Contemporary Literature

The Mothers

I picked this up during a Book Outlet sale sometime last year, having seen it around with lots of positive reviews on bookstagram. Although the hype has sort of died down, since it’s now going on three years post-publication, I am firmly on the better late than never train (as per usual). And, in light of the recent attacks on women’s rights over their own bodies in Alabama and Georgia (and, really, across the US), the topics covered are even more salient and important.

The Mothers by Brit Bennett


After secretly dating for months, Nadia Turner and Luke Sheppard find out they are pregnant. Nadia is a high school senior, mourning after her mother’s suicide. Luke is a few years older, working in a local restaurant after an injury ended his football career, and the pastor’s son. Nadia’s decision to get an abortion, and the following cover up, is a decision that will follow her and Luke for years. And, even worse, the consequences will spread, over the years, affecting not only Luke and Nadia, but also Nadia’s best friend, Audrey, and, in the end, their entire community.

“Suffering pain is what makes you a woman. Most of the milestones in a woman’s life were accompanied by pain…”

This was a provocative, exploratory novel. Topically, abortion is an incredibly sensitive topic in the United States, especially in religious communities, like the one in focus in this novel. As an added layer, the focus was even more specific into faith-based black culture in America, with all the nuances inherent there. So, while this may be an uncomfortable story for many living within these types of religious and/or black communities to read, it is also that much more important as a result. To that end, I appreciated the breadth of perspective with which the topic was covered – each person that was involved in the decision and act of the abortion itself reacted in different ways, some expected and some surprising (which was another aspect that I really liked – giving some stereotypes a real flip), to really give a full picture of the consequences. There is no easy answer, no “right” response, and, even when the best possible decision is made, the after-affects can still be painful and far-reaching. Relatedly, the way that relationships between people were written was, in my opinion, the highlight of this novel. Nadia and Aubrey’s friendship with each other, both girls’ interactions with Luke and the way they grew/changed, Nadia and her father, as well as both Nadia and Aubrey’s internal struggles with their respective mothers’ ghosts…they were all fully and poignantly developed. The one other thing that I really liked about this novel was the way that is so expertly portrayed how every person thinks (assumes) that others have their lives more together, are more successful/desirable. Both Nadia and Aubrey felt this way about each other. And even after learning everything about the other, and understanding the other’s pain/loss, they still vacillated between feeling sorry for the other and being (for lack of a better word) jealous of what they felt the other had that they might never have themselves. It was fascinating and felt so recognizably real.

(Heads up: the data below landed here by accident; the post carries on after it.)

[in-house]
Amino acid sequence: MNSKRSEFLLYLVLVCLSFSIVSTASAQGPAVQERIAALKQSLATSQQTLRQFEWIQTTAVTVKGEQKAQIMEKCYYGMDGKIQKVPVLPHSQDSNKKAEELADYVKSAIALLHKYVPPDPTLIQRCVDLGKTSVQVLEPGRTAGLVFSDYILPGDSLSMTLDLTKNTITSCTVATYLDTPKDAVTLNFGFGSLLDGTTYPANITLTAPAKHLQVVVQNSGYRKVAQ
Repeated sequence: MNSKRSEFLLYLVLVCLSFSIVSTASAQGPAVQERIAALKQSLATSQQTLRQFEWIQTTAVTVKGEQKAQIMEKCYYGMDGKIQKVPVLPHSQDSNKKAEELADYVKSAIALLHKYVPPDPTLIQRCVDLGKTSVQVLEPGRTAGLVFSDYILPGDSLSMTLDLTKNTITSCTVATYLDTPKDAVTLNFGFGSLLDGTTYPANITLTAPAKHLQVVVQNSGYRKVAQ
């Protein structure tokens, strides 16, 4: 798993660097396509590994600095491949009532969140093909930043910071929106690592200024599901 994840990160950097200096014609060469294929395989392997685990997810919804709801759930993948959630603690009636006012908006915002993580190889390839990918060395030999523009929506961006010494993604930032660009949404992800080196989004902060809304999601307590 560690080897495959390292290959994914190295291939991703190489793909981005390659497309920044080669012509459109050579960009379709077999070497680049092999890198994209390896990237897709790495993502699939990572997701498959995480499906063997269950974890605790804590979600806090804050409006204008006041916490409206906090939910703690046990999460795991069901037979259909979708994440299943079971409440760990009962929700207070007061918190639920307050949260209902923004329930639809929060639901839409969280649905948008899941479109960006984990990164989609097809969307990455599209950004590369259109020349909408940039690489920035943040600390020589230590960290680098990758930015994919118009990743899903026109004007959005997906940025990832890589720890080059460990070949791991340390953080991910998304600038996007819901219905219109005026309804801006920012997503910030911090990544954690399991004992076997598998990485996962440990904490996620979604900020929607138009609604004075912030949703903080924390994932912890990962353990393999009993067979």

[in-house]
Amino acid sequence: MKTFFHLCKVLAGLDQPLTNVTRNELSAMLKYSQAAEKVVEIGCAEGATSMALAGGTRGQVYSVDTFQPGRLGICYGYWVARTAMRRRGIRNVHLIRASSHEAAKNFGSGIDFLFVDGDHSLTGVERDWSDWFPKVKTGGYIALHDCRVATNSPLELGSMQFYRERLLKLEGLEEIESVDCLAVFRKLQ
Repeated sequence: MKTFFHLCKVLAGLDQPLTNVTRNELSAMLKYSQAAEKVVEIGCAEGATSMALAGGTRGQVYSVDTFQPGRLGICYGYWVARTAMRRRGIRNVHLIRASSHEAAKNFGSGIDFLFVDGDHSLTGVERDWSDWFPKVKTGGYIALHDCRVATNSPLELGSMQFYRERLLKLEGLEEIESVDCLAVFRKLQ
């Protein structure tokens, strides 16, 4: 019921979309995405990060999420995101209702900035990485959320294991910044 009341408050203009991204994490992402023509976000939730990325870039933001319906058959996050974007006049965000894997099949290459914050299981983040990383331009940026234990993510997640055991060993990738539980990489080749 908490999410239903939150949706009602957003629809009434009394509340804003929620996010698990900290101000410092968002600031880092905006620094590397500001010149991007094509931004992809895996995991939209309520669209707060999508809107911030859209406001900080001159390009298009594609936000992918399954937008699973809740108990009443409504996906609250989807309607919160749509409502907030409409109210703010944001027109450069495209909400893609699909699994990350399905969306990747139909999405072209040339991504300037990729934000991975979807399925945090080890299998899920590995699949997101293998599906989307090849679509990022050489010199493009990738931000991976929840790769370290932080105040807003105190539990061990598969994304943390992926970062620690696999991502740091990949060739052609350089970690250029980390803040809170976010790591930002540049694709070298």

“Every heart is fractured differently…”

The writing itself was interesting. The pacing was slower than one might expect for this kind of domestic drama, but that was partially due to the previously mentioned depth of relationship development, so those aspects balanced out in a nice way. There was, however, one stylistic point that just didn’t sit right with me. And, unfortunately, it was a big one: the titular mothers. Every section/chapter began with a sort of chorus, from the voice of the old ladies of the church community. It was all very fore-shadowy and all-knowing, as far as tone, and, for me, just hit weirdly. I wasn’t into their voice and, really, I felt like the story was strong enough without them. They felt almost like an afterthought, or a framing device that the author really wanted to use and therefore sort of forced to fit. I mean, I understand, from the point of view that so much of this story was about different forms of motherhood: Aubrey’s mother’s inability to protect her, Aubrey’s sister’s stand in parenting, Nadia’s mother’s abandonment of her, both sides of a teen mother’s options (Nadia’s mother having her and Nadia’s decision to abort), Aubrey’s struggles to get pregnant, Luke’s mother’s actions to protect him…motherhood truly was the binding theme of this novel. But just…those old lady voices seemed discordant to the rest of the story-telling in a way I couldn’t get over. And since they were so consistently sprinkled throughout, it really affected my overall experience with reading this novel.

“…magic you wanted was a miracle, magic you didn’t want was a haunting.”

Altogether though, this was an emotional, tender, balanced and discerning first novel. I enjoyed reading it, was invested in the characters’ decisions and experiences, and truly felt like I learned about a community that I have absolutely no personal experience with…and isn’t that why we read?

7 thoughts on “The Mothers

    1. Exactly – and reading about the issue from different perspectives (widely and deeply) is such an important tool for understanding and working to move forward and fight together.


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